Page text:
Aromatherapy, or essential oils therapy, is using a plant's aroma-producing oils (essential oils) to treat disease. Essential oils are taken from a plant's flowers, leaves, stalks, bark, rind, or roots. The oils are mixed with another substance (such as oil, alcohol, or lotion) and then put on the skin, sprayed in the air, or inhaled. You can also massage the oils into the skin or pour them into bath water. Aromatherapy as used today originated in Europe and has been practiced there since the early 1900s.
Practitioners of aromatherapy believe that fragrances in the oils stimulate nerves in the nose. Those nerves send impulses to the part of the brain that controls memory and emotion. Depending on the type of oil, the result on the body may be calming or stimulating.
The oils are thought to interact with the body's hormones and enzymes to cause changes in blood pressure, pulse, and other body functions. Another theory suggests that the fragrance of certain oils may stimulate the body to produce pain-fighting substances.
Aromatherapy may promote relaxation and help relieve stress. It has also been used to help treat a wide range of physical and mental conditions, including burns, infections, depression, insomnia, and high blood pressure. But so far there is limited scientific evidence to support claims that aromatherapy effectively prevents or cures illness.
Practitioners of aromatherapy are not specially licensed in Canada. A wide range of licensed health professionals (such as massage therapists, nurses, and counsellors) may have experience and training in aromatherapy. It is important to talk with your medical doctor to see whether aromatherapy may be helpful and safe for your specific health condition.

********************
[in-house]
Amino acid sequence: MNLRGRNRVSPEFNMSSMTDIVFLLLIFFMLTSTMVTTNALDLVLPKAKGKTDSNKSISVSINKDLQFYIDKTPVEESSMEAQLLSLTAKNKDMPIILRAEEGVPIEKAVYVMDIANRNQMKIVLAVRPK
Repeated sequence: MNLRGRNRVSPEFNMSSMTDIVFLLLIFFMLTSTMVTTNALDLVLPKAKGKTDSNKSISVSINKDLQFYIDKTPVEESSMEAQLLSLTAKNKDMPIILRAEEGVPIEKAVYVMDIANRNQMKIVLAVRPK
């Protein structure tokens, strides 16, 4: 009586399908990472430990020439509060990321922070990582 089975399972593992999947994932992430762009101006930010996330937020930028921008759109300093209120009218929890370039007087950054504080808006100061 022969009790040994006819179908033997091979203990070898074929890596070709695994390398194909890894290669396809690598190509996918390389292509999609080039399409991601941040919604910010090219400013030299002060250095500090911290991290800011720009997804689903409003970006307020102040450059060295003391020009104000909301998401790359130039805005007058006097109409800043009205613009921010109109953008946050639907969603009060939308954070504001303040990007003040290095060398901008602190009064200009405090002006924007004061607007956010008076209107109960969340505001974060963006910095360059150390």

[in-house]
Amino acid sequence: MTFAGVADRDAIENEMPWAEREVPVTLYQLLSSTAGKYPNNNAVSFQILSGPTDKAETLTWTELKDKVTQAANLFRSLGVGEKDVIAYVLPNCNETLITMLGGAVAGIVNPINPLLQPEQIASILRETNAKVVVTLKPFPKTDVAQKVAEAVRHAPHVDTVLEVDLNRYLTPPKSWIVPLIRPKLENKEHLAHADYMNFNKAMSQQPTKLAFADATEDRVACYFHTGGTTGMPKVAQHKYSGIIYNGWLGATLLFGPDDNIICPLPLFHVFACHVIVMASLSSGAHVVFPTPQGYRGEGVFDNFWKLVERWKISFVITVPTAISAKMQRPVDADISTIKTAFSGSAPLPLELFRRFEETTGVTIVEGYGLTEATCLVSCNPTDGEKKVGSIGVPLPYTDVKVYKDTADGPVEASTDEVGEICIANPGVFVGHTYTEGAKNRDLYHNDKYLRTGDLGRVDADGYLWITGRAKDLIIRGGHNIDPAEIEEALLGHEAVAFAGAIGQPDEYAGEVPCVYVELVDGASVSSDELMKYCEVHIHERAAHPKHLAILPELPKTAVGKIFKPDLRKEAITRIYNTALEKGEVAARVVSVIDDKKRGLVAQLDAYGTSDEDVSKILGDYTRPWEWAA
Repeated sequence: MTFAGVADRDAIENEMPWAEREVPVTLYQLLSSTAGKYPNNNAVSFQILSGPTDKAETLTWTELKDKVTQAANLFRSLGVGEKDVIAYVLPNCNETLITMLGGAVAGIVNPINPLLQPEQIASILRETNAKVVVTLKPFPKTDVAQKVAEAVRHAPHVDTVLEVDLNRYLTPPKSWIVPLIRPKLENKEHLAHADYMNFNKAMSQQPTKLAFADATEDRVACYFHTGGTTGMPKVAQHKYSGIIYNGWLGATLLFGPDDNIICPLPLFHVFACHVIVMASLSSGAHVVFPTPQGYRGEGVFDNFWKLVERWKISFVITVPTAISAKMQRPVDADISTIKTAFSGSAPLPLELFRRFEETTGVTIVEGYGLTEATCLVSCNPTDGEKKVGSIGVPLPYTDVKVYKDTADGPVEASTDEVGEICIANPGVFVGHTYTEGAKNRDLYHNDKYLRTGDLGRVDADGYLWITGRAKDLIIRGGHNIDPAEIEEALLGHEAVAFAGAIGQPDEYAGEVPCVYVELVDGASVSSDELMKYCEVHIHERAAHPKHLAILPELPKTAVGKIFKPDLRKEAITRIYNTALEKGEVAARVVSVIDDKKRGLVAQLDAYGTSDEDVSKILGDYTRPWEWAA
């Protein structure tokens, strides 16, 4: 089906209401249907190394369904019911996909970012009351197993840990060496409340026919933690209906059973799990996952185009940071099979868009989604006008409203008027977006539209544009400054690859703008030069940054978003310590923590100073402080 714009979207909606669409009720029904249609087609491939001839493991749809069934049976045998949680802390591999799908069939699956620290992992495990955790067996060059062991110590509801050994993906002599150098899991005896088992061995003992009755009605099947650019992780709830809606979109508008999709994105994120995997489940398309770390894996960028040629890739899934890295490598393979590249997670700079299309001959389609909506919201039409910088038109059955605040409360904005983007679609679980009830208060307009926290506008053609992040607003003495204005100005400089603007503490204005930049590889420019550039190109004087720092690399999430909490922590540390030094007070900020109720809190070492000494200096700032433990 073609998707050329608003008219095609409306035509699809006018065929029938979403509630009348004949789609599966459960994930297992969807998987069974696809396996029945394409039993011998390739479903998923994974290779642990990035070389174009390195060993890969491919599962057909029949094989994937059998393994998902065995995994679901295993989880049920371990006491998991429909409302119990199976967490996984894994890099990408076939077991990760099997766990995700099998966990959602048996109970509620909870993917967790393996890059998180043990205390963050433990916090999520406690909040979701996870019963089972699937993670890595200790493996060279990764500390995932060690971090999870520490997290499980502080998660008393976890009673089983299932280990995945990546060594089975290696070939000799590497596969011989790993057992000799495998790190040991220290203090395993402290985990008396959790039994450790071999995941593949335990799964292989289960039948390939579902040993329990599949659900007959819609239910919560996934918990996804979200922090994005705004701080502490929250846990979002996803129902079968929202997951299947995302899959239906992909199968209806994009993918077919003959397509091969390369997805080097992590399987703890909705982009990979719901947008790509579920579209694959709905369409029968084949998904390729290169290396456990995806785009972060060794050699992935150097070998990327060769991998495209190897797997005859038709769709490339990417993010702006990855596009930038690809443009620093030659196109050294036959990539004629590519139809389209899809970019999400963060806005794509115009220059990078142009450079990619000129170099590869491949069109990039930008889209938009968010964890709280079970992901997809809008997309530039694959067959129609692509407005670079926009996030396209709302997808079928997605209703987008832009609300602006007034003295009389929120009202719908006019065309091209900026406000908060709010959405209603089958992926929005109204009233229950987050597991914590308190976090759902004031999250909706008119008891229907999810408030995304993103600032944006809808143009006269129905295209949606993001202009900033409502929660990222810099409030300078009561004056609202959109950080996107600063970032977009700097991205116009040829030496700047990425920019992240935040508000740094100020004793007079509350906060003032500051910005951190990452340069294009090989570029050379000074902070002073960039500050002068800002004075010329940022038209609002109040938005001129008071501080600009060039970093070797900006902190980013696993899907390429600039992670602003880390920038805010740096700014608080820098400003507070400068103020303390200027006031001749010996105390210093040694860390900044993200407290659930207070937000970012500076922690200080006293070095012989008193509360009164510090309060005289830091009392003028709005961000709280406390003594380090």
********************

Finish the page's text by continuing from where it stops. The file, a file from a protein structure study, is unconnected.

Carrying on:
Do not swallow the oils used in aromatherapy. Many of the oils are potent and can be dangerous if taken internally (swallowed).
Children younger than age 5 should not use aromatherapy, because they can be very sensitive to the oil. Nor should anyone use oils near the eyes or mouth, because irritation of the skin and membranes may occur.
People with certain chronic illnesses or conditions should not use aromatherapy without first consulting a doctor. These illnesses and conditions include:
Always tell your doctor if you are using an alternative therapy or if you are thinking about combining an alternative therapy with your conventional medical treatment. It may not be safe to forgo your conventional medical treatment and rely only on an alternative therapy.
Other Works Consulted
Buckel J (2009). Aromatherapy. In L Freeman, ed., Mosby's Complementary and Alternative Medicine: A Research-Based Approach, 3rd ed., pp. 389–407. St. Louis: Mosby Elsevier.
Harris R (2011). Aromatherapy. In M Micozzi, ed., Fundamentals of Complementary and Alternative Medicine, 4th ed., pp. 332–342. St. Louis: Saunders.
ByHealthwise StaffPrimary Medical ReviewerAdam Husney, MD - Family MedicineBrian O'Brien, MD, FRCPC - Internal MedicineSpecialist Medical ReviewerKathleen Romito, MD - Family Medicine
Current as ofDecember 6, 2017
Current as of: December 6, 2017
Adam Husney, MD - Family Medicine
& Brian O'Brien, MD, FRCPC - Internal Medicine & Kathleen Romito, MD - Family Medicine
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